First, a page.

'Horrible Bosses 2' earns part of its title, reviews say

'Horrible Bosses 2' earns part of its title, reviews say
Charlie Day Jason Bateman and Jason Sudeikis in "Horrible Bosses 2." (Warner Bros.)

"Horrible Bosses 2," the sequel to the raunchy 2011 comedy about three working stiffs trying to off their overbearing overlords, finds the knucklehead trio played by Jason Bateman, Charlie Day and Jason Sudeikis striking out on their own as entrepreneurs.

Other than a management change, however, movie critics say "Bosses 2" doesn't bring anything new to the table, just more slapstick, vulgarity and occasionally funny bits from its goofy troika.


The Times' Betsy Sharkey wrote, "Make no mistake, despite some well-earned laughs, 'Horrible Bosses 2' is not what qualifies as a good movie or even a particularly good R-rated comedy. But there is more to laugh at in '2' than the first, so let's go with less horrible, shall we?"

She added, "The riffs are laughable, and I don't mean that as praise. They do, however, serve to lower expectations (assuming they weren't at rock bottom going in), which makes some of what follows seem almost brilliant in comparison."

USA Today's Claudia Puig said that "'Horrible Bosses' out-stupids 'Dumb and Dumber To.' ... This ill-conceived sequel to 2011's entertaining 'Horrible Bosses' is base, moronic, insulting and vulgar. It's also cringingly unfunny."

And that's just the beginning of her review. She also wrote, "It feels like the worst kind of lazy, uninspired sequel -- bringing nothing new to the table, seemingly intended only to rope in fans of the first movie ... . But worse than being unfunny and money-grubbing, this sequel is misogynistic and occasionally racist."

The New York Times' Stephen Holden similarly said, "'Horrible Bosses 2,' one of the sloppiest and most unnecessary Hollywood sequels ever made, isn't dirtier or more offensive than its 2011 forerunner. But it is infinitely dumber and not half as funny."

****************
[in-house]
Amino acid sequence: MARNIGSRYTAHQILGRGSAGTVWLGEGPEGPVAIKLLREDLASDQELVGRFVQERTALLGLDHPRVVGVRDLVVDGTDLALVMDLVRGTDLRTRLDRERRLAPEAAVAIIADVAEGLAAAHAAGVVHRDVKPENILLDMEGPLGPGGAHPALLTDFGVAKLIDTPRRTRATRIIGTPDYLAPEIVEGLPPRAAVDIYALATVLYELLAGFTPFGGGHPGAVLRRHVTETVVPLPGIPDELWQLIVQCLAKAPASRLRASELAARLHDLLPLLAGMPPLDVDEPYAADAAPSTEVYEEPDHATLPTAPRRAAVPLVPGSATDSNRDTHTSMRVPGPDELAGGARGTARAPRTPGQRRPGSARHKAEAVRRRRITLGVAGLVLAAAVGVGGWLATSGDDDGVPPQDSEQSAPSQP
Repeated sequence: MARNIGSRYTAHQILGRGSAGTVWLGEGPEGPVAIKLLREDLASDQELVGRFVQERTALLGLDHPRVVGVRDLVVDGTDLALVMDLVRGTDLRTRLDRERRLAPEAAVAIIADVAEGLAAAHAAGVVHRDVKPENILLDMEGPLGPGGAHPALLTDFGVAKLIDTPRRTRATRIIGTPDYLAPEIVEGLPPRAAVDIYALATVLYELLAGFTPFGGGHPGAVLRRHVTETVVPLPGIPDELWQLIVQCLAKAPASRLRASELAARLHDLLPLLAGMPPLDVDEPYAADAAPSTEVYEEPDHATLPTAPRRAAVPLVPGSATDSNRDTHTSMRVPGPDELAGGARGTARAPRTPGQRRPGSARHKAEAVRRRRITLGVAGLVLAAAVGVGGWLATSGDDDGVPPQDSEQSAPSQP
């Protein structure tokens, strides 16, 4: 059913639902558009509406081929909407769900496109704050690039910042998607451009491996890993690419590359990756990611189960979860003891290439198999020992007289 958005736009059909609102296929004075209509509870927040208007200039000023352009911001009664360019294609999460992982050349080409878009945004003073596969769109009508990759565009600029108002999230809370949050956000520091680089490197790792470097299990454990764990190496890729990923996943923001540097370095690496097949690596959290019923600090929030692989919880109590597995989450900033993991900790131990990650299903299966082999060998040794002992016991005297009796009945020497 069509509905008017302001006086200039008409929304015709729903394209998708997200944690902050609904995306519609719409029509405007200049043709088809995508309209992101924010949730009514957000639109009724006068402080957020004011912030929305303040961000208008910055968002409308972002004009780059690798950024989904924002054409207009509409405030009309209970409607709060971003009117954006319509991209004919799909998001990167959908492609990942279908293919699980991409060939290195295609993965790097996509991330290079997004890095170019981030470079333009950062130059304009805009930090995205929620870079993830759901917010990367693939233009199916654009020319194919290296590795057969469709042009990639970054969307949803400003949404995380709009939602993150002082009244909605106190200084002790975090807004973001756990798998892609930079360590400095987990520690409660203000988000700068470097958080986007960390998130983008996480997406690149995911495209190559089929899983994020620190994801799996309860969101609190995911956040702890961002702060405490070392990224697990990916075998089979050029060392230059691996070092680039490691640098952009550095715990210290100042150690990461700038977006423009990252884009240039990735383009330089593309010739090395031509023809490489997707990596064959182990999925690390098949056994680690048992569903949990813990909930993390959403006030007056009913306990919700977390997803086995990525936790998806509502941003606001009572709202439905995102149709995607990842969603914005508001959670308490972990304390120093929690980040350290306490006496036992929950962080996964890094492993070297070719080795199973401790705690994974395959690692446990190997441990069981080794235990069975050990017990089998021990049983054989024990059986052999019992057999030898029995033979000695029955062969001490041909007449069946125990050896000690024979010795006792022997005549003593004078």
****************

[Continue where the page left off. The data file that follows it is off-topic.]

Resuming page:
What the movie "lacks in nasty repartee," Holden continued, "it tries to make up for in poorly staged comedy chases and break-ins. It is the Hollywood equivalent of a rambunctious little boy pointing to the toilet and squealing, 'Mommy, look what I made!'"

Adding his two cents, the Associated Press' Jake Coyle wrote that "this gratuitous sequel fails most because [the Bateman-Sudeikis-Day] triangle offense, while smooth, isn't dynamic enough. ... So 'Horrible Bosses 2' goes for whatever cheap, vulgar gags it can collide into. Most unfortunate is the sex-crazed debasement of [Jennifer] Aniston, who lights up the movie but suffers some of its lowest jokes. Really, it's an altogether likable cast, all of whom appear quite game despite the lacking material."

The Washington Post's Ann Hornaday warned, "Abandon all taste and high-minded scruples, ye who enter here. If you're not down with dirty -- and more than a few dashes of dimwitted naivete -- you'll be spit out of luck in a drain-circling spiral of cheap laughs, coarse sexuality and sophomoric japes."

But, offering a glimmer of hope, she said that "even at its lamest and most entitled, this sequel will most likely please fans of the first installment, chiefly because Bateman, Sudeikis and Day are, admittedly, often very funny together."

Among the scarcer positive reviews is that of the San Francisco Chronicle's Mick LaSalle, who wrote, "'Horrible Bosses 2' is harsh and tasteless, not to mention broad and shameless, but that's not a bad thing in this case. Softness and good taste, as well as restraint and carefulness, are the enemies of comedy, and 'Horrible Bosses 2' is a very funny movie."

"While its coarseness will put off some people," LaSalle continued, "'Horrible Bosses 2' is the furthest thing from slapdash." Even potentially rote scenes are done "in ways that emphasize the absurdity of what we take for granted."

On this Thanksgiving eve, how's that for something to be grateful for?

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